In Defence of Printed Hymnals

Obscurantism is the principle of opposing the progress of knowledge, enlightenment or reform. It is not unlikely that I will be labelled an obscurantist for my insistence upon the use of printed hymnals. In an era of affordable projectors, Powerpoint and similar software, surely insisting upon hymnals is like insisting on horse-drawn buggies for transport or quills for pens? Is this simply an attempt to look and feel old-fashioned? What conceivable reason could there be for putting expensive, bulky, hardcover books into the hands of individuals, who will sing into them and not out, instead of a clear, colourful presentation that results in everyone looking up and forward, and probably singing louder?

Since you asked, I can think of at least five reasons.

1) When you hold a hymnal in your hands, you hold something of your Christian heritage. A good hymnal has hymns spanning the ages, from the first centuries into the present. Good hymnals include the names of the authors along with their era.  In a balanced hymnal, there will be hymns from Christians of all stripes – Church Fathers, medieval mystics and monks, Reformers, Puritans, Methodists, Presbyterians, Baptists, Moravians. While you may not agree with every group on every point, you nonetheless owe much to these groups and ought to consider them as part of your heritage. When you pick up a hymnal, you identify with the church triumphant, and you sing her experience into yours. Since a projection is not a collection, it cannot convey this sense, or communicate that collective heritage.

2) When you hold a good hymnal in your hands, you are holding the distilled doctrine and resulting affections of hundreds, if not thousands, of believers. A hymnal is more than a songbook; it is a record, a testimony of what Christians collectively have believed and died for. Thumb through a hymnal, and it will usually be organised according to doctrine: God, Christ, the Spirit, the Church, Salvation, Heaven, Submission and Trust, and so forth. A hymnal is not systematic theology, it is doxological theology – truth set to music. Since a projection is not a collection, it can only project the particular hymn or song choice of the moment. No sense of cohesive, collective doctrinal thought can emerge from viewing one projection of a song at a time.

3) A good hymnal remains the best devotional literature we have. Hymnals grow, stretch and shape your affections beyond the narrow vision of one or two popular ‘choruses’. Every Christian should have a hymnal (or several) to have at home for personal and family worship. The Reformers fought and died for the privilege of singing to God in your own language in a hymnal you could read. The metrical indices allow on to find alternate tunes for unfamiliar hymns.  Hymns ought to be contemplated, understood, and sung to the Lord outside of church gatherings. Where hymns or songs are projected, the concept and value of owning a hymnal is often lost.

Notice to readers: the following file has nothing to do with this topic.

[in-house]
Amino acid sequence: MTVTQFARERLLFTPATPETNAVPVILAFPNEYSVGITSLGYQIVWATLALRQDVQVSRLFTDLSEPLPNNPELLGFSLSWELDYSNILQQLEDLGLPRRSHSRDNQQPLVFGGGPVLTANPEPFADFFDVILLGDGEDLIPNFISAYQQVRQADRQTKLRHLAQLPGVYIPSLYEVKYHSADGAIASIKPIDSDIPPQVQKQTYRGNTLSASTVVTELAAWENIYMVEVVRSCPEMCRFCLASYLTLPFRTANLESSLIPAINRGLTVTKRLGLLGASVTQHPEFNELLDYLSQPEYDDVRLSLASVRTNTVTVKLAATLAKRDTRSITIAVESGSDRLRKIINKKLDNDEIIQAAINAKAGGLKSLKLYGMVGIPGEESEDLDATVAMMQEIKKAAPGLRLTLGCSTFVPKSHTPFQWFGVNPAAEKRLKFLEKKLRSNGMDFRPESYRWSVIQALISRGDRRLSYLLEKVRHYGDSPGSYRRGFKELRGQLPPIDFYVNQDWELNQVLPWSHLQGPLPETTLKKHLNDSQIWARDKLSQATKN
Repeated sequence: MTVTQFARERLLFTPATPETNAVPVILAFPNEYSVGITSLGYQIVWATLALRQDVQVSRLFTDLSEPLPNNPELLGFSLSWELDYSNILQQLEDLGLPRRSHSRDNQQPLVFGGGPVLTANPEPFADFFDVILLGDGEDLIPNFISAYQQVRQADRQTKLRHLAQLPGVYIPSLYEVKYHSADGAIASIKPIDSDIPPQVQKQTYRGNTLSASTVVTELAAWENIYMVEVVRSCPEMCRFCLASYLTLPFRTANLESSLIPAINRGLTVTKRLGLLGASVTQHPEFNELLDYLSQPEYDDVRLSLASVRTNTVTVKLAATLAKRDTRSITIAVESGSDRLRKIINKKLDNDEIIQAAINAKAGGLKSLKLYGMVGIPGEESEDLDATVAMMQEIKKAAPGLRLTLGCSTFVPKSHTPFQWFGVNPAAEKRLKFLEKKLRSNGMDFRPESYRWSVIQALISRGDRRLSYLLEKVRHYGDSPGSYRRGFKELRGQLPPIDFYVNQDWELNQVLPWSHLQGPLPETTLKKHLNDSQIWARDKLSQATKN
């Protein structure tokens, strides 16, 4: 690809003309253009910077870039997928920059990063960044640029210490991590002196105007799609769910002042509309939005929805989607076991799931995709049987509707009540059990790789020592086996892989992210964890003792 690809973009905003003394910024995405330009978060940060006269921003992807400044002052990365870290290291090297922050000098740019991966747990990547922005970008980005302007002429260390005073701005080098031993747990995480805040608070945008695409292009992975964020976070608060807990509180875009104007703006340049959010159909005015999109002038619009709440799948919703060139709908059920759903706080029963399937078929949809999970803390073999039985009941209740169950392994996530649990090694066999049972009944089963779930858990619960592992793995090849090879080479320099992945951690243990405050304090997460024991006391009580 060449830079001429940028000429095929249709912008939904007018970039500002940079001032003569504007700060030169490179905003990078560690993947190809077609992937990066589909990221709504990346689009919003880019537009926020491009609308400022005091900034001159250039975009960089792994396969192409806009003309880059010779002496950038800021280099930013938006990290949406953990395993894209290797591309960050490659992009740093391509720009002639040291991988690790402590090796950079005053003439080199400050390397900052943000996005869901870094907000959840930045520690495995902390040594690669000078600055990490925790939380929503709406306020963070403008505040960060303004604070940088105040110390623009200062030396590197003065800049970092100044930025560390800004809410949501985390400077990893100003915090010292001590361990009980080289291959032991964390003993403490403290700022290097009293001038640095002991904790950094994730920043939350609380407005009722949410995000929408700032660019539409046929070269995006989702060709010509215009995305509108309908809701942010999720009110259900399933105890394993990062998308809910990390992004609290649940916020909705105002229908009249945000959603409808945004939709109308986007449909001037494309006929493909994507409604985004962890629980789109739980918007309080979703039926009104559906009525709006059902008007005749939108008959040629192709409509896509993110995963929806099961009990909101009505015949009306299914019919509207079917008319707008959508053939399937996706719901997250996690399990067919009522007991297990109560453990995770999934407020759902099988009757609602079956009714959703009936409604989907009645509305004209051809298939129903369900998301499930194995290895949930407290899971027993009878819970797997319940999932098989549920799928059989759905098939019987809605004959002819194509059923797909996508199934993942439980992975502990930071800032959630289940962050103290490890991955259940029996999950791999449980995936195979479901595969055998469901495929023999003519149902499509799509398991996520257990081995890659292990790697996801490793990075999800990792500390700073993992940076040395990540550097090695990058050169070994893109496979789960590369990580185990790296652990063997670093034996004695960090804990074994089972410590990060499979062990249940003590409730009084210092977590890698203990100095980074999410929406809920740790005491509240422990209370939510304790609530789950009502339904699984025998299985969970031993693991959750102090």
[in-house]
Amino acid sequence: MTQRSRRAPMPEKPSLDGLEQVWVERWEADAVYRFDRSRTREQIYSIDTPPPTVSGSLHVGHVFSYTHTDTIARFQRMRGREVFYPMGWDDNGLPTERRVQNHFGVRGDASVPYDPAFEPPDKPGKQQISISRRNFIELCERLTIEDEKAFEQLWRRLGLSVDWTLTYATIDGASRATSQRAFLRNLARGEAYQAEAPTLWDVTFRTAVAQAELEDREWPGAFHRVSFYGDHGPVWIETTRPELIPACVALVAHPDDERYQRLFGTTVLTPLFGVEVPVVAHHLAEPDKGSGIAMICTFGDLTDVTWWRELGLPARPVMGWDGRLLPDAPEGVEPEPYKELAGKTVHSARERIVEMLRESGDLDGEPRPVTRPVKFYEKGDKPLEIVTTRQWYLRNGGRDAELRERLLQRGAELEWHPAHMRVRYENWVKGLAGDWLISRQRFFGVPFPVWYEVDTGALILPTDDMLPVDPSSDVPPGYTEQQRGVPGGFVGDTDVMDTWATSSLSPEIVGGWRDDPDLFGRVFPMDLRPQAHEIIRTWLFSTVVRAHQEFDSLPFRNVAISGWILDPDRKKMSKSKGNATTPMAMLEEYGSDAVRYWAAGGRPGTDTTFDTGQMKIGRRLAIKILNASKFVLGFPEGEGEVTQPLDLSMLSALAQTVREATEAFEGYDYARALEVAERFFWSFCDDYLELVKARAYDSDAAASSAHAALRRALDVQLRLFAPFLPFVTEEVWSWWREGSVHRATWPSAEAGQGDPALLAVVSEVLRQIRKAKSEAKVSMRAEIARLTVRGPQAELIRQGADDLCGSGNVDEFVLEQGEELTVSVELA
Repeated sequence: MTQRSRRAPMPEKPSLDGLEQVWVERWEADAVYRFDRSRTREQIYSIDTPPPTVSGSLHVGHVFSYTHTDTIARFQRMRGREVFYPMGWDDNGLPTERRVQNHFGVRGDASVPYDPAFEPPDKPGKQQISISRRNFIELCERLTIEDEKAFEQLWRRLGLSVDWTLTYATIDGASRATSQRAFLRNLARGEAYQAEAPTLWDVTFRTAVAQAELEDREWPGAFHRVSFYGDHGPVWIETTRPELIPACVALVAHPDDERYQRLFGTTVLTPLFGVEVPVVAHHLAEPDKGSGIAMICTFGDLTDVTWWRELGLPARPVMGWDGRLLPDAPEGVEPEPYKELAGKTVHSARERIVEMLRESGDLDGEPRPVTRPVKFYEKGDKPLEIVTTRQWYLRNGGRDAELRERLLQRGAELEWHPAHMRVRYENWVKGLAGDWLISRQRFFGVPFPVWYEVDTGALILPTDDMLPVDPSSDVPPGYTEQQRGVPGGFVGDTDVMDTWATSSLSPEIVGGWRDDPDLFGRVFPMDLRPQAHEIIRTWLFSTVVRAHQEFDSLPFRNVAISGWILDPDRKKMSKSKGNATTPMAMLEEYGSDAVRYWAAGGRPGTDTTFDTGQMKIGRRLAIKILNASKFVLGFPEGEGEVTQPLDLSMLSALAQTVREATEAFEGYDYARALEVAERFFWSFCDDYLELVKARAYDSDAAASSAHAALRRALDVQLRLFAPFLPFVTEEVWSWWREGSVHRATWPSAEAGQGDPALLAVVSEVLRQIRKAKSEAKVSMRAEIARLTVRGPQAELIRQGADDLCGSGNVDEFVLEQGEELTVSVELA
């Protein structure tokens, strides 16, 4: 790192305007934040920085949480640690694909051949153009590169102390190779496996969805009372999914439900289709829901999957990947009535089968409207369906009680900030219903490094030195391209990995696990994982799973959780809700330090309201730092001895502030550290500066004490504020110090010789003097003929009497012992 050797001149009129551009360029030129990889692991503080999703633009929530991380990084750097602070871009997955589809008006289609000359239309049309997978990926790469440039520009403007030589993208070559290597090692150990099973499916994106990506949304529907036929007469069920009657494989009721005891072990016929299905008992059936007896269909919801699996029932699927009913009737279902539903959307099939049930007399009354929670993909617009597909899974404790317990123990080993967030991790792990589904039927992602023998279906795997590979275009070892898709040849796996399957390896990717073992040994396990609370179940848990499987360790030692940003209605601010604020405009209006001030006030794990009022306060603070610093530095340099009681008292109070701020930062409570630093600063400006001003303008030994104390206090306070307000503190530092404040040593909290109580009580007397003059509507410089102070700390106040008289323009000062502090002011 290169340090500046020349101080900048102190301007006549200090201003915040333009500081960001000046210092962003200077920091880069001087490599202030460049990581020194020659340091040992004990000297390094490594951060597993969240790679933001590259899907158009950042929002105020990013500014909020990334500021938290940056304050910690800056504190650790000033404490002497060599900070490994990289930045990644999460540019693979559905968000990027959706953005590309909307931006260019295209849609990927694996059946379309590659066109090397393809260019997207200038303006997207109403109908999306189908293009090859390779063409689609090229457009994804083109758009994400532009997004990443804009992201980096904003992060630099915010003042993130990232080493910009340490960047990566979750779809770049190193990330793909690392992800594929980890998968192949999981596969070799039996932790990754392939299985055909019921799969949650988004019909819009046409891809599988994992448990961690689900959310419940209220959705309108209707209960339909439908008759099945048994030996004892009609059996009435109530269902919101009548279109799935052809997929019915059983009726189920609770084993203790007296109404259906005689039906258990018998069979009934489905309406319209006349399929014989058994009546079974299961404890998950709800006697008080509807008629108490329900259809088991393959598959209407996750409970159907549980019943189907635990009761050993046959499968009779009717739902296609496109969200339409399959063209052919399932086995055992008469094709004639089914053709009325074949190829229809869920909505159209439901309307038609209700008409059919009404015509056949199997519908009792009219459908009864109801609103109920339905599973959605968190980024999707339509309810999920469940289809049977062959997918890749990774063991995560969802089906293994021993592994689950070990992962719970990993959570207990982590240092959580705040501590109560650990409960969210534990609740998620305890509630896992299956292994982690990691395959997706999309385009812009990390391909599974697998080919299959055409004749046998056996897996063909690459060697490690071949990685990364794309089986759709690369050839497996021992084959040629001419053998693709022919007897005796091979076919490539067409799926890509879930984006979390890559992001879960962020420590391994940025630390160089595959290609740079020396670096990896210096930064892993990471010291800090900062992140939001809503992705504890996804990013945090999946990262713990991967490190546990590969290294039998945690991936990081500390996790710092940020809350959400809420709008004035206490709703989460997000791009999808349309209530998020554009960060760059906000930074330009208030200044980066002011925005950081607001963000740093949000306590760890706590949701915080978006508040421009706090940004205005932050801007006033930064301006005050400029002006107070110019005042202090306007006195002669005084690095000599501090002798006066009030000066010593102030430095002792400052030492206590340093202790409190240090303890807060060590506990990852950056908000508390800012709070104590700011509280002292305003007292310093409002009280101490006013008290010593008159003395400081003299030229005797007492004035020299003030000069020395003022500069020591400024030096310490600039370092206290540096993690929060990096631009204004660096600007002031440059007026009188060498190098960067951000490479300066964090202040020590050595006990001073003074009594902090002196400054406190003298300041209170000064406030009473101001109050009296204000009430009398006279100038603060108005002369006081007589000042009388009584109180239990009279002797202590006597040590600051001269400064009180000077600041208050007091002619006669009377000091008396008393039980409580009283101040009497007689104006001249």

4) Since hymnals require more time and expense to produce, there is at least the possibility that the editors of those hymnals will sift through the chaff to include the very best of Christian hymnody. While every hymnal represents some theological bias, it at least represents a kind of canon, a settled standard of Christian hymnody in the eyes of its editors, from which a congregation can select appropriate hymns. Projectors connected to laptops or PCs mean songs can be included as easily as they can be deleted. Copy and paste, or select-delete. Forget about the consensus of the ages; a mouse-click and a song is in or out.

5) Hymnals still contain musical notation. In an increasingly musically illiterate age, to remove the last hope of interest in learning music is to resign ourselves to the slide to musical idiocy. If the church is supposed to be a place of training musicians (and it is), one way to do this is to include printed music and gradually teach on the basics of musical notation. Projections seldom, if ever, include musical notation. I can’t help thinking that seeing the bare lyrics on a screen seems to suggest that the music is merely a backing track for your personal Christian karaoke. Since we believe the music itself has a message, and is inseparable from the lyrics, it seems to me that only printed music properly communicates this relationship.

So, if we wanted to have a church with no sense of history or past, no sense of systematic or historical theology, no sense of devotional exercise except The One-Minute Devotional Bible, no submission to the history of Christian worship, and no value or thought for the music itself, we would eliminate printed hymnals.

Doing so wouldn’t accomplish this by itself, but it would go a long way towards doing so.

So maybe I’m not an obscurantist. If I am, then the progress, reform or enlightenment I’m opposing is not something I want my family or my church to be part of – so I’ll continue to oppose it.

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2 Responses to “In Defence of Printed Hymnals”

  1. ML Says:

    Isn’t the thought of music only being projected also assuming that people are musically illiterate…there is no score of music for the individual to have at home for the very purpose of singing and making melody themselves to the Lord. What a robbed people we are by our own lack of musical heritage!

  2. David Says:

    Yes, it’s rather like not setting up a church library because people don’t read much anymore. The problem is there – do we exacerbate it or try to fix it?

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